Let’s be frank: market volatility makes everything seem terrible. Wild swings in the market are often accompanied by a spate of negative news, making it very difficult for many investors to keep a steady hand. But now is a time to be patient and to avoid emotional decision-making.

Since 2002, over 85% of the best days in the market occurred after the worst days, which underscores the importance of not making any sudden moves in response to a big down day.5 If your portfolio’s asset allocation is aligned with your goals, now is a time to do nothing. If your goals have not changed, your asset allocation should not change, either.

In times of concern and fear, knowledge is power. So instead of giving way to worries about a potential recession, I recommend you fully understand how recessions work and what causes them. To help you do this, I am offering our free guide, A Recession is Coming: 6 Insights to Know You’re Prepared6.

If you have $500,000 or more to invest, get our free guide today. You’ll learn the scope and impact of recessions, and get our viewpoint on the most important moves you can make to weather a potential one. Don’t wait—get this guide today!

Disclosure

1 Wall Street Journal. May 16, 2022. https://www.wsj.com/articles/chinas-economic-distress-deepens-as-lockdowns-drag-on-11652703162

2 Zacks Investment Management reserves the right to amend the terms or rescind the free: A Recession is Coming: 6 Insights to Know Now So You’re Prepared offer at any time and for any reason at its discretion.

3 Wall Street Journal. May 17, 2022. https://www.wsj.com/articles/us-economy-retail-sales-april-2022-11652734620?mod=djemRTE_h

4 Fred Economic Data. May 17, 2022. https://fred.stlouisfed.org/series/MRTSSM44X72USS#0

5 Wall Street Journal. May 17, 2022. https://www.wsj.com/articles/us-economy-retail-sales-april-2022-11652734620?mod=djemRTE_h

6 Zacks Investment Management reserves the right to amend the terms or rescind the free: A Recession is Coming: 6 Insights to Know Now So You’re Prepared offer at any time and for any reason at its discretion.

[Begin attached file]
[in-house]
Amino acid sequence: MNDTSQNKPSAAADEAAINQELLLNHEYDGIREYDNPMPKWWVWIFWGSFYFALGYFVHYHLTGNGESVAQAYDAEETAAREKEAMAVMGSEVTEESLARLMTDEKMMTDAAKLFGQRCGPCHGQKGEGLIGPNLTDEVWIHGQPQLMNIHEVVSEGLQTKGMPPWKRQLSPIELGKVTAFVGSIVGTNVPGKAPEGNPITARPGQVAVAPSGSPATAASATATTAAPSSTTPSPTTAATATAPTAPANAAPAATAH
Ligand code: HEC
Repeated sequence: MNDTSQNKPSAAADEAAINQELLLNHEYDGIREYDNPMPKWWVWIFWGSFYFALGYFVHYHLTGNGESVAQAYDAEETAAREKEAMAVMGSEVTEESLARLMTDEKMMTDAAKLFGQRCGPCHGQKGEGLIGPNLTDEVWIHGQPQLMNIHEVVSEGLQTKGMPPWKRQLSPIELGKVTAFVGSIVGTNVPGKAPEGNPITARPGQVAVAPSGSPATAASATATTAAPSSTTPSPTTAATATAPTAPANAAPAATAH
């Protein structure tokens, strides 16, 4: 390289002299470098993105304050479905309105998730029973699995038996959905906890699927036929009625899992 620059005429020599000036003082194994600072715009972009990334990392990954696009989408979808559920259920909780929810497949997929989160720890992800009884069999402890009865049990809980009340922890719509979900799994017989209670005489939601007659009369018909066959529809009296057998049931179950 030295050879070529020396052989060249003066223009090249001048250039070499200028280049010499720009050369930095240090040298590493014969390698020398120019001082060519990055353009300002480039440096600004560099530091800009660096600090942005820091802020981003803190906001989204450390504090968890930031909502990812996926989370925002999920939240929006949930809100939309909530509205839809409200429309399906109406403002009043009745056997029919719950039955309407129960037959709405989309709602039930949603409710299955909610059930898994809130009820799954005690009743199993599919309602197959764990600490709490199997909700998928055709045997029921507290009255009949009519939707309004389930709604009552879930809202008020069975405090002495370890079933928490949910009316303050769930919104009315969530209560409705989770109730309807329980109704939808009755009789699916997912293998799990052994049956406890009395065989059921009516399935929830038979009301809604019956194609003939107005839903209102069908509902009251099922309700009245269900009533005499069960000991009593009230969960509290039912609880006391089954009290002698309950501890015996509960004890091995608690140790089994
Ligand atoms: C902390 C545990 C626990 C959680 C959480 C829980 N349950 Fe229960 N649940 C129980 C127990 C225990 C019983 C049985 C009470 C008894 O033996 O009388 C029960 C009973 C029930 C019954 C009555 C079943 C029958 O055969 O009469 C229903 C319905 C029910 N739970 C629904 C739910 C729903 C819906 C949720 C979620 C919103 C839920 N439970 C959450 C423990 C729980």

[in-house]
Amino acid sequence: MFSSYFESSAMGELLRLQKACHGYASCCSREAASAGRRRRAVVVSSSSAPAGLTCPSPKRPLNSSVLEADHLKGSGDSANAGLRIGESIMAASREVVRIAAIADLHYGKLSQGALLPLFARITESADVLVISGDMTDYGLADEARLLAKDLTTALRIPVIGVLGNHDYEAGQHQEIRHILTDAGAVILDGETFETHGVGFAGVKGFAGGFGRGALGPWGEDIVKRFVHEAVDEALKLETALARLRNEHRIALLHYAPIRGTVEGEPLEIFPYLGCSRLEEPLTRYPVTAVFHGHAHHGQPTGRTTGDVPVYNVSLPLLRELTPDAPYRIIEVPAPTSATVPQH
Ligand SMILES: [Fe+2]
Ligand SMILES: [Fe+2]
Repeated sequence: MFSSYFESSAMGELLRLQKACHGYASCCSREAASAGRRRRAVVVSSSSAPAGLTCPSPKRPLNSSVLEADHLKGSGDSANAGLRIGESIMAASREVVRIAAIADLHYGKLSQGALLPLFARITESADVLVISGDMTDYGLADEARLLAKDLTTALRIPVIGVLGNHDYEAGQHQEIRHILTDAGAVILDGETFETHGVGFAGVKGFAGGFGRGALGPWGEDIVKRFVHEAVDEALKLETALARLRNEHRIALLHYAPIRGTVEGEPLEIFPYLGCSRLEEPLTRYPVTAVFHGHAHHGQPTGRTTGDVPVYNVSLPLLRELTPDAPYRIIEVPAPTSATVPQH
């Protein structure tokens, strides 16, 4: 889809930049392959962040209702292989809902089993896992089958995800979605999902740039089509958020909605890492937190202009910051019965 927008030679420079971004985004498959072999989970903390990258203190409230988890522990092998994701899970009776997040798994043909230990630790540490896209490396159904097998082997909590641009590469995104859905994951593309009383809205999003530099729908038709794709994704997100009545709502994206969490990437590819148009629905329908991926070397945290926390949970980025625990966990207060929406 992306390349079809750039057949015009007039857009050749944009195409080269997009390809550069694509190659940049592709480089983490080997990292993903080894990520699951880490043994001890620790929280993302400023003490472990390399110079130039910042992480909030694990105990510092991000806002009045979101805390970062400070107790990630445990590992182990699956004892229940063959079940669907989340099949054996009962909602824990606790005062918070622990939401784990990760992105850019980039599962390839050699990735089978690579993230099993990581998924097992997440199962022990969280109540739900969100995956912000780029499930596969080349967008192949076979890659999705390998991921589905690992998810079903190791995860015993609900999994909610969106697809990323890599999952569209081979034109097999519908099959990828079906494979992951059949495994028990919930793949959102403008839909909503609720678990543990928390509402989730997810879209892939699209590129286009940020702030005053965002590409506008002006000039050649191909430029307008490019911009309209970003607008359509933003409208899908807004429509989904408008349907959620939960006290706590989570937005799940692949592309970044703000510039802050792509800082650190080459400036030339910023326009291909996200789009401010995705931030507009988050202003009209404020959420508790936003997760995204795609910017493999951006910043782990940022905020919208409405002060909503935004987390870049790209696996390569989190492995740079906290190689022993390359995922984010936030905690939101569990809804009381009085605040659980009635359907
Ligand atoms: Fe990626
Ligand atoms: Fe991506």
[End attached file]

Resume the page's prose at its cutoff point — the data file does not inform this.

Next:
DISCLOSURE

Past performance is no guarantee of future results. Inherent in any investment is the potential for loss.

Zacks Investment Management, Inc. is a wholly-owned subsidiary of Zacks Investment Research. Zacks Investment Management is an independent Registered Investment Advisory firm and acts as an investment manager for individuals and institutions. Zacks Investment Research is a provider of earnings data and other financial data to institutions and to individuals.

This material is being provided for informational purposes only and nothing herein constitutes investment, legal, accounting or tax advice, or a recommendation to buy, sell or hold a security. Do not act or rely upon the information and advice given in this publication without seeking the services of competent and professional legal, tax, or accounting counsel. Publication and distribution of this article is not intended to create, and the information contained herein does not constitute, an attorney-client relationship. No recommendation or advice is being given as to whether any investment or strategy is suitable for a particular investor. It should not be assumed that any investments in securities, companies, sectors or markets identified and described were or will be profitable. All information is current as of the date of herein and is subject to change without notice. Any views or opinions expressed may not reflect those of the firm as a whole.

Any projections, targets, or estimates in this report are forward looking statements and are based on the firm’s research, analysis, and assumptions. Due to rapidly changing market conditions and the complexity of investment decisions, supplemental information and other sources may be required to make informed investment decisions based on your individual investment objectives and suitability specifications. All expressions of opinions are subject to change without notice. Clients should seek financial advice regarding the appropriateness of investing in any security or investment strategy discussed in this presentation.

Certain economic and market information contained herein has been obtained from published sources prepared by other parties. Zacks Investment Management does not assume any responsibility for the accuracy or completeness of such information. Further, no third party has assumed responsibility for independently verifying the information contained herein and accordingly no such persons make any representations with respect to the accuracy, completeness or reasonableness of the information provided herein. Unless otherwise indicated, market analysis and conclusions are based upon opinions or assumptions that Zacks Investment Management considers to be reasonable. Any investment inherently involves a high degree of risk, beyond any specific risks discussed herein.

The S&P 500 Index is a well-known, unmanaged index of the prices of 500 large-company common stocks, mainly blue-chip stocks, selected by Standard & Poor’s. The S&P 500 Index assumes reinvestment of dividends but does not reflect advisory fees. The volatility of the benchmark may be materially different from the individual performance obtained by a specific investor. An investor cannot invest directly in an index.